Imagine that you have a network comprised of three file servers, one print server, and an unlimited number of client machines, all connected to the Internet. Let's complicate the network by adding Macintosh computers that communicate using the AppleTalk protocol. How much activity would take place on this fictional network? If it's representative of the networks I've set up and worked on, in an average day you can have gigabytes of data streaming through the wires.
Now imagine that something goes wrong. That thought is frightening, isn't it? In a multiprotocol heterogeneous network environment, detecting and troubleshooting problems can be difficult. Fortunately, AG Group offers a Windows NT 4.0 version of EtherPeek with the promise of simplifying network analysis.
Surprisingly, EtherPeek packs a lot of functionality into a relatively small package. The entire program ships on a 1.44MB floppy. Installing the product is simply a matter of running SETUP.EXE and pointing the files to a directory. The program takes up a scant 2MB of space.
EtherPeek proactively sniffs traffic packets on a network. By default, EtherPeek supports AppleTalk, IP, IP Address Resolution Protocol (ARP), NetWare, TCP, User Datagram Protocol (UDP), NetBEUI, and NBT packets. To keep up with emerging technologies, EtherPeek lets users create filters for new packet types. Creating a new filter is almost effortless--just fill in the information, and EtherPeek adds the new packet type to its filter list. Once EtherPeek captures packets, it categorizes them according to a user-specified criterion.
You can capture packets based on the protocol, address, or contents of the packet. This capability simplifies diagnosing network problems, because you view only the pertinent packets (i.e., the specific packets between the two computers that aren't getting along). After you capture the packets, you can assign unique colors to each packet type, as shown in Screen 1, to simplify sorting through the logged information. I set up EtherPeek to capture TCP/IP and UDP packets going across the network. The program intelligently sorted them into organized columns. Double-clicking a packet entry brought up its contents, Screen 2, in text format, letting me export the packet information to a flat ASCII text file. In addition to using the packet sniffing features for diagnostic purposes, you can view utilization patterns by monitoring specific nodes and protocols for traffic.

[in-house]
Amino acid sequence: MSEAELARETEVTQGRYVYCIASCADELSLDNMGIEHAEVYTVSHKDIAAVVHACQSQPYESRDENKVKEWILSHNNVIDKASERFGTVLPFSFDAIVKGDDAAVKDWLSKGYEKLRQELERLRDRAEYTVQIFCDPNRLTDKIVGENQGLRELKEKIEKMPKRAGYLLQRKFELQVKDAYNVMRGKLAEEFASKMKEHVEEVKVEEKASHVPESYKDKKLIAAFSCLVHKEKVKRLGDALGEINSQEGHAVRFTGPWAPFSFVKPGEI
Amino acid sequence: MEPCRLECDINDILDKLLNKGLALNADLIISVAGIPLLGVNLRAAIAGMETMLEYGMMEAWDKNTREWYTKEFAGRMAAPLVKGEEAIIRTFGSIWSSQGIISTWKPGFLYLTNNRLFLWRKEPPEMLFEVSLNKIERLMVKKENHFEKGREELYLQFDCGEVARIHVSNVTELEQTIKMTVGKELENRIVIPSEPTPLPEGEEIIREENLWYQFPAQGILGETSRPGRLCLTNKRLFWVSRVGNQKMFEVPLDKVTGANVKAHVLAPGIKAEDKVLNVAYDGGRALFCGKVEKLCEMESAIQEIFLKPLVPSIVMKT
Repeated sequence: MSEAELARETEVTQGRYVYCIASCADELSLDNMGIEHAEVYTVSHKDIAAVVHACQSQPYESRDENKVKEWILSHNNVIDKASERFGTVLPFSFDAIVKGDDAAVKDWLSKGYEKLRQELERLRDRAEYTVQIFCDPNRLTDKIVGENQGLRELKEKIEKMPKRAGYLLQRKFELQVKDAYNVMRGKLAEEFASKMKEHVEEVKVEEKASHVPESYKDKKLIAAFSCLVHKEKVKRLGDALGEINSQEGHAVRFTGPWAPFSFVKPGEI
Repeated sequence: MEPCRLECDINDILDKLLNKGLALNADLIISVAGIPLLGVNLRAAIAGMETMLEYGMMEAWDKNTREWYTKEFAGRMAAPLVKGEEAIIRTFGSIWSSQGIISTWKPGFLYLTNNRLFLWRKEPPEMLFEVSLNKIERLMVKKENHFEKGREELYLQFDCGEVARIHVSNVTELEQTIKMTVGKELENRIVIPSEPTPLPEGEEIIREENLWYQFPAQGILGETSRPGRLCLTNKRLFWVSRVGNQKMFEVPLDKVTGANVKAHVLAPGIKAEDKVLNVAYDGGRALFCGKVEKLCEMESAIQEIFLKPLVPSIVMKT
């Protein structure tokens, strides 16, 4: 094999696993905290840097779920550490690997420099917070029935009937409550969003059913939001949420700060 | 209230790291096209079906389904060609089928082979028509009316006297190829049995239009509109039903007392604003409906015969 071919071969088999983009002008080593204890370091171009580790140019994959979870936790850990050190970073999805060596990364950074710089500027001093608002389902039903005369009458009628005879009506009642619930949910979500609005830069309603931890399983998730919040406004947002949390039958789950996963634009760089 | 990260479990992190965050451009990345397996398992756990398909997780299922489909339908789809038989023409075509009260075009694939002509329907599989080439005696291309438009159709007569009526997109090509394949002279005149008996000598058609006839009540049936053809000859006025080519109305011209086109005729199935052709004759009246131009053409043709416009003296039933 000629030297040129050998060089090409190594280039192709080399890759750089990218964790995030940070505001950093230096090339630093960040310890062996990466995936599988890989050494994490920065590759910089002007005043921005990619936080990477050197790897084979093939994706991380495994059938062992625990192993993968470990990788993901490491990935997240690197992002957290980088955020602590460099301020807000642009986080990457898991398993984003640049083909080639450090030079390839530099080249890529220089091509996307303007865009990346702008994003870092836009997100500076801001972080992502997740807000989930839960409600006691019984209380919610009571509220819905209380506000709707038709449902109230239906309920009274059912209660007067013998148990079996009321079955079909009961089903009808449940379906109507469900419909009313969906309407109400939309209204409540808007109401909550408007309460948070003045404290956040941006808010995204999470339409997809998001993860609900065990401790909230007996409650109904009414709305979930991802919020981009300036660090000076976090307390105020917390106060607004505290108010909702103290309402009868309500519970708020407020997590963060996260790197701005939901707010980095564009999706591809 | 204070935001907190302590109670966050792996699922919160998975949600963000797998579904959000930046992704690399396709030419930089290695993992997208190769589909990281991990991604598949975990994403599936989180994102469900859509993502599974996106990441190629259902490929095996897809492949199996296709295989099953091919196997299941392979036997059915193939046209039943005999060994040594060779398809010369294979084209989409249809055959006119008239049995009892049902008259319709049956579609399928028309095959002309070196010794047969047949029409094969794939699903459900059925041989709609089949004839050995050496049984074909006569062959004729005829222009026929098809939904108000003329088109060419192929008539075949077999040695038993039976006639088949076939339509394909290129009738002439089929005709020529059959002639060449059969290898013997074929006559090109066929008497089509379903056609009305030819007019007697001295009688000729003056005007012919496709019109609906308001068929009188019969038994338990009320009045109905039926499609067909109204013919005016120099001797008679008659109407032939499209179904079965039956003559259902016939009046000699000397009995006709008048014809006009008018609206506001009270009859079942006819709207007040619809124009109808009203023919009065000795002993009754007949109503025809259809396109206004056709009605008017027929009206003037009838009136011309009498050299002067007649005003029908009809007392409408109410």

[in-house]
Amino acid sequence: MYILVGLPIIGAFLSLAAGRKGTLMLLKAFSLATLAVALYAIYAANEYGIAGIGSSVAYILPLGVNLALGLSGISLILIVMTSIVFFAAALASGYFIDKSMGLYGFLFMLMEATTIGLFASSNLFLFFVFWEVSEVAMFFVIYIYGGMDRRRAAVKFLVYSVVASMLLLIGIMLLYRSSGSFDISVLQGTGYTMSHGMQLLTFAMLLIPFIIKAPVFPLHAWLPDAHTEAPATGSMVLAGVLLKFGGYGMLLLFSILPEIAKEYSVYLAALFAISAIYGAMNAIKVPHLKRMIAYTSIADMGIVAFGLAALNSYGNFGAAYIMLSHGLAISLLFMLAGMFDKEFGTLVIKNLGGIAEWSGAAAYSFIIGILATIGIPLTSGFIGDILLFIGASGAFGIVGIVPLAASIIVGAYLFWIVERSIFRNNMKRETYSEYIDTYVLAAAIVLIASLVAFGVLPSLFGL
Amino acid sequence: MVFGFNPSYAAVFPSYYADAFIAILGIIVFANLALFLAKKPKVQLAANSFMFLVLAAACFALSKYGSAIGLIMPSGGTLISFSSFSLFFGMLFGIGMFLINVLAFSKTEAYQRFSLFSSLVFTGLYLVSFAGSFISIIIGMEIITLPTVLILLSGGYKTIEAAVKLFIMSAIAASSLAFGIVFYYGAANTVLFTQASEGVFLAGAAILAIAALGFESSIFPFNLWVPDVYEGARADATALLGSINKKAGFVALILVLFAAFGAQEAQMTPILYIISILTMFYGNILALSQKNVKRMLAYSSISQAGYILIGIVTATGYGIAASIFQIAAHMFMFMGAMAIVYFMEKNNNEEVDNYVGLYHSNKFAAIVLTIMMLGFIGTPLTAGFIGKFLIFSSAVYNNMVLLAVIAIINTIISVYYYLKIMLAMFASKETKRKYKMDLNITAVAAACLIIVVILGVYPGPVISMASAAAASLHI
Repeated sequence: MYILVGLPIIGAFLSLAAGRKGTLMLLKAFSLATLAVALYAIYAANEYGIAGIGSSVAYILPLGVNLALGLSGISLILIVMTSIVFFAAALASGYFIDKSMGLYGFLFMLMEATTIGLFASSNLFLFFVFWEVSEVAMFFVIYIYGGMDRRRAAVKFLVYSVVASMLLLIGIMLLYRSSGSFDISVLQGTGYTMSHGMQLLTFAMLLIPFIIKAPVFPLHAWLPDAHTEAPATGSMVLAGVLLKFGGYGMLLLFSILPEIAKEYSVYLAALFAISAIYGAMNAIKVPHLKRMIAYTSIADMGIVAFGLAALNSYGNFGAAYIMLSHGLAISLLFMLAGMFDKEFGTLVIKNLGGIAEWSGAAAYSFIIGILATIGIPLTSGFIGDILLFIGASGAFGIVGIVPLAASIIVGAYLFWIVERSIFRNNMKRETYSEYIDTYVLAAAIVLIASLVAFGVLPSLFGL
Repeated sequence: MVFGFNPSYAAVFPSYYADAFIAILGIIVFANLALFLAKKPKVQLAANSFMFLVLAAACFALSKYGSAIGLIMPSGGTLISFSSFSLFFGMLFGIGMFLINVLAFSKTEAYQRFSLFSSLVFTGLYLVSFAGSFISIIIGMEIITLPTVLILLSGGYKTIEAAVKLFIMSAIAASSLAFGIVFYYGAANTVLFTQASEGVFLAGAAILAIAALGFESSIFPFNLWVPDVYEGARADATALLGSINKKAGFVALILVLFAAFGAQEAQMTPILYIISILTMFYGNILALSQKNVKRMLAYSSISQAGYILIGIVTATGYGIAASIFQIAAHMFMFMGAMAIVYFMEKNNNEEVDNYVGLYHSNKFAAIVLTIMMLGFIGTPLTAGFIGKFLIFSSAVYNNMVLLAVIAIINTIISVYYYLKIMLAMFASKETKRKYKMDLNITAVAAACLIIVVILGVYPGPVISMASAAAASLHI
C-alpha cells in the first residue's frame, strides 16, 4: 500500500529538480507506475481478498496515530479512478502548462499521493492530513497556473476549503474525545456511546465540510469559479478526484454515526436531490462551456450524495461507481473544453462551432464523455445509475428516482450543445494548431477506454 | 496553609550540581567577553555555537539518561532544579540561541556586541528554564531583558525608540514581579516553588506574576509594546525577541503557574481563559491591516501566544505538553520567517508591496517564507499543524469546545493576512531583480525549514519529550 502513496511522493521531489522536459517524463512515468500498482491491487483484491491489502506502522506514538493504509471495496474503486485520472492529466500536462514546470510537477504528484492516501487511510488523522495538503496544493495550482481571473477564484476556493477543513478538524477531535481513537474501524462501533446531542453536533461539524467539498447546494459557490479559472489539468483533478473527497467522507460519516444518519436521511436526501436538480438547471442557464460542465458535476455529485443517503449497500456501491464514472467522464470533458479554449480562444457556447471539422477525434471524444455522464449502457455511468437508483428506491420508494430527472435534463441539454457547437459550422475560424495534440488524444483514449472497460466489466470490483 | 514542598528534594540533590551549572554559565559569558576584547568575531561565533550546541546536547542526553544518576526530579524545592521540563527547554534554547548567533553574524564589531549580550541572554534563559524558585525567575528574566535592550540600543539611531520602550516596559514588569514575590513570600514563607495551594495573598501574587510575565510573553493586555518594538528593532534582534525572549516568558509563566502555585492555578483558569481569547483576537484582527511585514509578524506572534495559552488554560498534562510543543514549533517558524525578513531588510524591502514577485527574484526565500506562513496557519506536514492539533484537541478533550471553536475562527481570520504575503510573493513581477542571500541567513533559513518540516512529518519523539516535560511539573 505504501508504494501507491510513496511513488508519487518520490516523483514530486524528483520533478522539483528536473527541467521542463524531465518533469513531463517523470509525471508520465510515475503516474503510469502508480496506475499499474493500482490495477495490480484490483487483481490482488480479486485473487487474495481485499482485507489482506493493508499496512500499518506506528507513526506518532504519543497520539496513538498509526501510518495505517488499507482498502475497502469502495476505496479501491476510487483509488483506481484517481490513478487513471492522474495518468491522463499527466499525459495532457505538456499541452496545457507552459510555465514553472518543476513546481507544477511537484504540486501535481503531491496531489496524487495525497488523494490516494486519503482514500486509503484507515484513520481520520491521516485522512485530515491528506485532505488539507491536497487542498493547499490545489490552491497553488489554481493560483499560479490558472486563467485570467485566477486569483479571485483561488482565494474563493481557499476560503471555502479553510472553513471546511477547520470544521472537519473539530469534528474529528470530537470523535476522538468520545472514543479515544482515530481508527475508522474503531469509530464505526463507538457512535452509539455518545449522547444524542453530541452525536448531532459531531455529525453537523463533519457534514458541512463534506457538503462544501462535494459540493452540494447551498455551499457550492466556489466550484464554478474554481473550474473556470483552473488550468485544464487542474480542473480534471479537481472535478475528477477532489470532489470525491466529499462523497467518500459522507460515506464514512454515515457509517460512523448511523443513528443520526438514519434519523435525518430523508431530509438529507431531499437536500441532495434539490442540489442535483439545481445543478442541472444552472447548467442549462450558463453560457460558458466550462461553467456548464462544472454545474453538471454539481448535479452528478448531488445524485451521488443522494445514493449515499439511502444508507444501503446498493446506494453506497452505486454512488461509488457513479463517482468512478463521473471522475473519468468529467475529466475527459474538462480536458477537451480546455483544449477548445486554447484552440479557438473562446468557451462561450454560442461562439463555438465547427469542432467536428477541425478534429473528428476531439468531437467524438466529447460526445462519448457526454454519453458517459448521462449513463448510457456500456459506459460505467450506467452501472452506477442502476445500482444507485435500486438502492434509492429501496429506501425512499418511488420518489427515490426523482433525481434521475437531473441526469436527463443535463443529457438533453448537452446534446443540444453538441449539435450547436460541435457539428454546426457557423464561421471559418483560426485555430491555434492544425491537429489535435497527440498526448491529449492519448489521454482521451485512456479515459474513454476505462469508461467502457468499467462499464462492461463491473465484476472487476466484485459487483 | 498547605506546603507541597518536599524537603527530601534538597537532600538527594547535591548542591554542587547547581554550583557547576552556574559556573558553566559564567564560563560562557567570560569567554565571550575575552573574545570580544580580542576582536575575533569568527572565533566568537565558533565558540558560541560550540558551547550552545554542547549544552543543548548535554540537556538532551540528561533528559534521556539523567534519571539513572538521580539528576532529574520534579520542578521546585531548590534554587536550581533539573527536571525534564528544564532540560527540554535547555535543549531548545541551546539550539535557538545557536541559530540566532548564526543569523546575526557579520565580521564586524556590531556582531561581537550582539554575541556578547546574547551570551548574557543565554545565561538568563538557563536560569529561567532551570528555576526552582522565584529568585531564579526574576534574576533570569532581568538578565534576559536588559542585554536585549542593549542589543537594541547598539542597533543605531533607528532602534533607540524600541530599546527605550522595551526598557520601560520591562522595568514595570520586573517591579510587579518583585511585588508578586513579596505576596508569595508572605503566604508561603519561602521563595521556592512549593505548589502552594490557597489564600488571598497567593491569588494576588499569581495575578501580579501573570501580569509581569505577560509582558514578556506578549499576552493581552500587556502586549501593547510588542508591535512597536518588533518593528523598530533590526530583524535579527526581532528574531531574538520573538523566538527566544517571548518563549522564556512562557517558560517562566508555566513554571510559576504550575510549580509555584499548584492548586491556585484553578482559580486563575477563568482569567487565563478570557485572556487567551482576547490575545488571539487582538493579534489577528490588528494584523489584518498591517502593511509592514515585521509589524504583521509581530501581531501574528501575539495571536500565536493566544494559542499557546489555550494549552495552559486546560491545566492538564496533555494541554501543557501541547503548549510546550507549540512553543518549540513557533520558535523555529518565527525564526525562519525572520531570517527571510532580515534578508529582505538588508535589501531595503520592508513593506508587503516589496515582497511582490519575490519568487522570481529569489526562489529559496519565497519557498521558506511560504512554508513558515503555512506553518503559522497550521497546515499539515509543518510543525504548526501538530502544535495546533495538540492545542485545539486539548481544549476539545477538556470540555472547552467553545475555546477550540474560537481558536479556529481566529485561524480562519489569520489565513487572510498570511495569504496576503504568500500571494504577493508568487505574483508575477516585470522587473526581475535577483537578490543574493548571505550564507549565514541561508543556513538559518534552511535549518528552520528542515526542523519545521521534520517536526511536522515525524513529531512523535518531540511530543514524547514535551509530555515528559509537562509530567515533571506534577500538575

EtherPeek also includes a number of useful Internet integration features. For example, you don't have to Figure out which IP address corresponds to which hostname; EtherPeek can automatically resolve IP addresses into hostnames, letting you easily identify network entries. You can import your own list into the name Tables as long as the file is in a flat text file format. Finally, EtherPeek supports both 10Base-T NICs and the new 100Base-T standard.
The best feature in EtherPeek is its ease of use. Anyone who's used traditional network analyzers knows there's a tradeoff between functionality and ease of use; functionality usually comes at the expense of an intuitive user interface. EtherPeek reconciles this trade off by wrapping up its expansive analyzing functions in a user-friendly interface.
Etherpeek doesn't have many downsides. The only significant flaw I noticed in testing the product is the lack of an online manual. AG Group packages a comprehensive 150-page manual with the product, but adding a searchable Help file to the product wouldn't have taken more than two extra floppies. Also, the plug-in interface included in the Macintosh version of EtherPeek is conspicuously absent from the Windows version. This interface lets you extend EtherPeek's functionality by adding new modules to perform specific tasks, such as monitoring Web and Network News Transfer Protocol (NNTP) servers for usage patterns. I hope, AG Group will add this useful feature in a future release. These two gripes aside, EtherPeek makes a great addition to any network manager's utility belt.
Contact: AG Group * 510-937-7900 or 800-466-2447|
System Requirements: PC running Windows NT 4.0 or Windows 95 NDIS 3 compatible NIC with promiscuous mode support Color display recommended but not required.